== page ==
The Paradox of Computer-Mediated Communication and Identity: Peril, Promise and Second Life

The Paradox of Computer-Mediated Communication and Identity: Peril, Promise and Second Life

Lynnette G. Leonard (University of Nebraska at Omaha, USA), Lesley A. Withers (Central Michigan University, USA) and John C. Sherblom (University of Maine, USA)
DOI: 10.4018/978-1-61520-827-2.ch001
OnDemand PDF Download:
$30.00
List Price: $37.50

Abstract

Past research on the effects of computer-mediated communication (CMC) on identity has focused either on the inherent risks or opportunities it provides. The authors argue that the paradox within the nature of CMC has led to paradoxical predictions about the effects of CMC on identity. Rather than adopting a naïve perspective focusing on only one side of the paradox, the authors take a view of technological realism in which the paradox is embraced. Guided by these views, the authors analyze 59 students’ papers reflecting on their identity choices in the creation and development of a Second Life avatar. Second Life is a three-dimensional (3D) multi-user virtual environment (MUVE) in which users create avatars (called “residents”) to explore, interact with other residents, learn, recreate, and shop with the local currency (i.e., Linden Dollars; http://secondlife.com/whatis/). Using the constant comparative method for thematic content, themes supporting a paradox of CMC effects on identity are identified from the student papers. The implications of a view of technological realism are offered.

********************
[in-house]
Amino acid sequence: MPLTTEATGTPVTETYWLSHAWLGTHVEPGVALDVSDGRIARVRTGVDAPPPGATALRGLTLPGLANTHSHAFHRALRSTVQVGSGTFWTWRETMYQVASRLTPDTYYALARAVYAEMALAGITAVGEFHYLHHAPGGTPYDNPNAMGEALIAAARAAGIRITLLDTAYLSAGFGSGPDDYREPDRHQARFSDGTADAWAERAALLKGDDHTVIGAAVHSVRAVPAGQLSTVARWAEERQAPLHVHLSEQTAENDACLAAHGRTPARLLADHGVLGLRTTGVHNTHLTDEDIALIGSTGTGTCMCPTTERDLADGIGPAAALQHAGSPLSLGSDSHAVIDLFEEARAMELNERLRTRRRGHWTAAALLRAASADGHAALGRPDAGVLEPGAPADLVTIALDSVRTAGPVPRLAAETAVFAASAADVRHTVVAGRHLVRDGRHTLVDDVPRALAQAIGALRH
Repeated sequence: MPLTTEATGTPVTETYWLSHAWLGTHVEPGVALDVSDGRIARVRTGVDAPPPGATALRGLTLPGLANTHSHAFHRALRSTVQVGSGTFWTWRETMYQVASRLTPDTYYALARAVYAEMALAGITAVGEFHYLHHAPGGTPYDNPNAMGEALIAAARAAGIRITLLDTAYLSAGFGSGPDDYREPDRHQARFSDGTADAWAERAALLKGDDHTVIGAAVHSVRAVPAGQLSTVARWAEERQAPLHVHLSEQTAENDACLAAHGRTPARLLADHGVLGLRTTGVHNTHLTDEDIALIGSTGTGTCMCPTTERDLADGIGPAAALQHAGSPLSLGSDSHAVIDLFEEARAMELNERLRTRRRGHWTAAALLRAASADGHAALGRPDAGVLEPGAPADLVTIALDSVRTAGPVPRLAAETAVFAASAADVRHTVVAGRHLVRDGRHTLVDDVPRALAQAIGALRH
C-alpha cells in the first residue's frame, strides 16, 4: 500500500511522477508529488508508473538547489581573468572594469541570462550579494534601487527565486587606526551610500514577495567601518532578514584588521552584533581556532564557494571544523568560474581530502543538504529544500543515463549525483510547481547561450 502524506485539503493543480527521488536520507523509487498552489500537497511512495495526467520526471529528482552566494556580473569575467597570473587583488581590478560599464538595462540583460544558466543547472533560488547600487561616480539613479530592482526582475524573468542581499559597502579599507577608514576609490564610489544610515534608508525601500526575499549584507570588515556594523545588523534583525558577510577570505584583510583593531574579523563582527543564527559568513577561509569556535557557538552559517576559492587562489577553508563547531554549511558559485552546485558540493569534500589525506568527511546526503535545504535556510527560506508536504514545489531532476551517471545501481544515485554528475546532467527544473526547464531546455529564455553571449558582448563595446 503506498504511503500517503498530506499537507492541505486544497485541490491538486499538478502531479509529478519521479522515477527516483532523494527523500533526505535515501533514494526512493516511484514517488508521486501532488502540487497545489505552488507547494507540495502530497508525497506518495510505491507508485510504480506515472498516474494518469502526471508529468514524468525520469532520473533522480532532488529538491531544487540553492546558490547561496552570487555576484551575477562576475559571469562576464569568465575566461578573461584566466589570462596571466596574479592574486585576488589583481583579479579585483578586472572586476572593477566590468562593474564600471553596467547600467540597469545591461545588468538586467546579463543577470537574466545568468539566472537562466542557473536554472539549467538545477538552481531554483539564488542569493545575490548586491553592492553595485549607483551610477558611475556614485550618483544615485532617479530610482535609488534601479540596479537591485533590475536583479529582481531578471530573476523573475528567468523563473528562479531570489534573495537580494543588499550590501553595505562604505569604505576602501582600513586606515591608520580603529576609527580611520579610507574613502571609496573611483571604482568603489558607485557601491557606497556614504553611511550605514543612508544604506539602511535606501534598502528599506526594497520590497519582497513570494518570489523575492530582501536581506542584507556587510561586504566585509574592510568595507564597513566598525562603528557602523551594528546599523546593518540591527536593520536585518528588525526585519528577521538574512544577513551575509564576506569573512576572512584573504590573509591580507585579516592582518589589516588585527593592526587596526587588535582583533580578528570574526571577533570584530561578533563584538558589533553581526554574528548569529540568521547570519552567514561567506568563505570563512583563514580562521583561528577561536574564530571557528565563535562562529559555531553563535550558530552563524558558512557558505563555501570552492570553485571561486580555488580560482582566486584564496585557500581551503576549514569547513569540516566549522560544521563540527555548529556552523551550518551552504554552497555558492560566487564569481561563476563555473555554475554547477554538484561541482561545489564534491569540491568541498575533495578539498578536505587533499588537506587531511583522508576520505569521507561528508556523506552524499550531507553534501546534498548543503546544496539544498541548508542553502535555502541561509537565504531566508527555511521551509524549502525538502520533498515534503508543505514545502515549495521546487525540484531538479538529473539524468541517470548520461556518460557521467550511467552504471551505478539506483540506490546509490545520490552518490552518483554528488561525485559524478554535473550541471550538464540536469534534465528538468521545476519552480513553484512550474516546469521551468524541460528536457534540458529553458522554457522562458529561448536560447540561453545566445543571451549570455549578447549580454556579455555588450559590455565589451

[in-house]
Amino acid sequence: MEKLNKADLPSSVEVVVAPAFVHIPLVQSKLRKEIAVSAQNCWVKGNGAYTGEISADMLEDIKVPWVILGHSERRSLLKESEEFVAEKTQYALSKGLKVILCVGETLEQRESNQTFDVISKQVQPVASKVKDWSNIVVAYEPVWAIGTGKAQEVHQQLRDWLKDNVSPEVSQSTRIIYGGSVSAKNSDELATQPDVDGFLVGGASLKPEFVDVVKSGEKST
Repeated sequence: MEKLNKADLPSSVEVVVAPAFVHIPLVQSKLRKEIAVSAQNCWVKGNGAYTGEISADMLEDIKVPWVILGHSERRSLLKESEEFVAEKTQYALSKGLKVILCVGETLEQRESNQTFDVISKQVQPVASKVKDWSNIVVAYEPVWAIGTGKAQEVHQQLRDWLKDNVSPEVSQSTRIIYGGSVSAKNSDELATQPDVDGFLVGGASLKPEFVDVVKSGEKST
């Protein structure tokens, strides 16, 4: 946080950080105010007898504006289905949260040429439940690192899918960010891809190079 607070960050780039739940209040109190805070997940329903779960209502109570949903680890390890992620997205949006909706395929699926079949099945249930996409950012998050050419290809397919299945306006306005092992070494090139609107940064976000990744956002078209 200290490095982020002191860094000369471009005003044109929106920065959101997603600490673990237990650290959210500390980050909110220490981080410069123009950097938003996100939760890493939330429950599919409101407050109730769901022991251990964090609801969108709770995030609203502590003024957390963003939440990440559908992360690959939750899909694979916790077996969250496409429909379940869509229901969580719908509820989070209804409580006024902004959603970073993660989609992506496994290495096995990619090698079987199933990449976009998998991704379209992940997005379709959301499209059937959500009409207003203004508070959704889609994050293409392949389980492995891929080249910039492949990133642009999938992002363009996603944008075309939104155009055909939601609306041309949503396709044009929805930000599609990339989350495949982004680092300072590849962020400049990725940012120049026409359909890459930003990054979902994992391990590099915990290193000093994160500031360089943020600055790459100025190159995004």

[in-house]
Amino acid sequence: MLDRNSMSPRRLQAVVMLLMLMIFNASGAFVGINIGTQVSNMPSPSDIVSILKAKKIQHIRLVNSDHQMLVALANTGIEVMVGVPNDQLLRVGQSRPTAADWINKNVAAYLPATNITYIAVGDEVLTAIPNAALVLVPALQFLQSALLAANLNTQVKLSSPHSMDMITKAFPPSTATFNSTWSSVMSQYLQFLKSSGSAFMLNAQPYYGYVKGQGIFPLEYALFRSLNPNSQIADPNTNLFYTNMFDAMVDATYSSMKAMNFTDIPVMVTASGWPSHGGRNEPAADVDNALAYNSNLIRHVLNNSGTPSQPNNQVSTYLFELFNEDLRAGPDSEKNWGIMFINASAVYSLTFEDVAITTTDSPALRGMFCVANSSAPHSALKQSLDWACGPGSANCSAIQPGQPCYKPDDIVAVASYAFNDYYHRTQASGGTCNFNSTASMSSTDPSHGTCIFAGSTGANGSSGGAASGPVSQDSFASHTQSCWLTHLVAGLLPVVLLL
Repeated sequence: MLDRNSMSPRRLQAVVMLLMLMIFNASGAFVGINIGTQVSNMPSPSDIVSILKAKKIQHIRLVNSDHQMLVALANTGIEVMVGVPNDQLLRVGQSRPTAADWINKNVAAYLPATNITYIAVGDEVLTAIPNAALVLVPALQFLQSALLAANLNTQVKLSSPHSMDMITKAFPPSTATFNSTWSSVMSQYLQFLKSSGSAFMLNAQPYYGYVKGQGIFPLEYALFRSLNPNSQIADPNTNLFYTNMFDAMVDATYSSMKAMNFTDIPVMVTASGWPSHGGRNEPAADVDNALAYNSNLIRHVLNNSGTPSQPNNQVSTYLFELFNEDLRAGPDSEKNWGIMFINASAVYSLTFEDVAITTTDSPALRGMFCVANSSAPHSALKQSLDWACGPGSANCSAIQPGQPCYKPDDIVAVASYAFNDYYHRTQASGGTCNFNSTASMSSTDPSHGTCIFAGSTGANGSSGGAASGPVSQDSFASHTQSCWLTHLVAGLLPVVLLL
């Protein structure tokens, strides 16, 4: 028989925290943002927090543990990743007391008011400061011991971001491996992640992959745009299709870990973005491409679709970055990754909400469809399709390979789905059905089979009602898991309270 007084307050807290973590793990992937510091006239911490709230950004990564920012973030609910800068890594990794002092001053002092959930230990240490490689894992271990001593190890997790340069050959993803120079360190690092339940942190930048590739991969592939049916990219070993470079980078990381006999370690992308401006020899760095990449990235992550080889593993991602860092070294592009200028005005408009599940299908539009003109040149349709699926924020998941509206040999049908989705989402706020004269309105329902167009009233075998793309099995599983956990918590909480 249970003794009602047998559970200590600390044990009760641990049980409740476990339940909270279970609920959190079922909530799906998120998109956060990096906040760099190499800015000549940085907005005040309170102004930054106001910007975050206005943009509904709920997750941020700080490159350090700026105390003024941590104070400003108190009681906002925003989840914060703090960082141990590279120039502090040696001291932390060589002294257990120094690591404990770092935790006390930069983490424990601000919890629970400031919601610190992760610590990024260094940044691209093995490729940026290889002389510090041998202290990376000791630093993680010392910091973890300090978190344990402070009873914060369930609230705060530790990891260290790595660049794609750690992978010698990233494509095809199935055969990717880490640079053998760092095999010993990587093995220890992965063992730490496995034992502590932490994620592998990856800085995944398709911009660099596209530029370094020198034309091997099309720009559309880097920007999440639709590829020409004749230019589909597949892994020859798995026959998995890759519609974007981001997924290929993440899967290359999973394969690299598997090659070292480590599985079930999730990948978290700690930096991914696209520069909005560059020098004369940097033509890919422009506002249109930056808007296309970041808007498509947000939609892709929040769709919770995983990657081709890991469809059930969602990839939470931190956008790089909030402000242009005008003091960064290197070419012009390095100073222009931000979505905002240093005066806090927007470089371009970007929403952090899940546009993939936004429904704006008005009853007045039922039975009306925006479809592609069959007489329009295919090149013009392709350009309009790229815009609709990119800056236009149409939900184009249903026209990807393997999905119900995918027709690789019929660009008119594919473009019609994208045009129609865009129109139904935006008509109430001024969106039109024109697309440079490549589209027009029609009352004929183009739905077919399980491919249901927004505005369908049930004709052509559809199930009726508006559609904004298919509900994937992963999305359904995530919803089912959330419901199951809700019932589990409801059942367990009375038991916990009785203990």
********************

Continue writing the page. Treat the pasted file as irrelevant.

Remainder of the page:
Chapter Preview
Top

The Paradoxical Nature Of Cmc Characteristics

The many advantages and disadvantages characteristic of the CMC process create the unique paradoxical nature of the Internet (Joinson, 2005). The same CMC characteristics that comprise CMC’s advantages – the perception of anonymity, the ability to communicate efficiently across time and geographical distance, the chance to experiment with self-presentation and identity – also pose the greatest risks to CMC users.

One key feature that distinguishes CMC from FtF is anonymity, or the inability to confirm through visual cues the identity of the person(s) with whom users communicate via CMC (Gurak, 2001). The paradox lies in the fact that the perception of anonymity can free users to share their honest opinions without the fear of retribution (Joinson, 1999, 2001; McKenna, Green, & Gleason, 2002), but can also allow users to deceive (Joinson & Dietz-Uhler, 2002), harass (Barak, 2005), or mistreat others without fearing reprisal. For online predators, the anonymity of CMC offers a new, expansive hunting ground (Denegri-Knott & Taylor, 2005), leading to aversive interpersonal behaviors such as cybercheating (Joinson, 2005; Whitty, 2005), cyberstalking (Joseph, 2003), cyberteasing (Madlock & Westerman, 2009), and cyberbullying (Hinduja & Patchin, 2008; Li, 2006; Patchin & Hinduja, 2006; Smith, et al., 2008).

Complete Chapter List

Search this Book:
Reset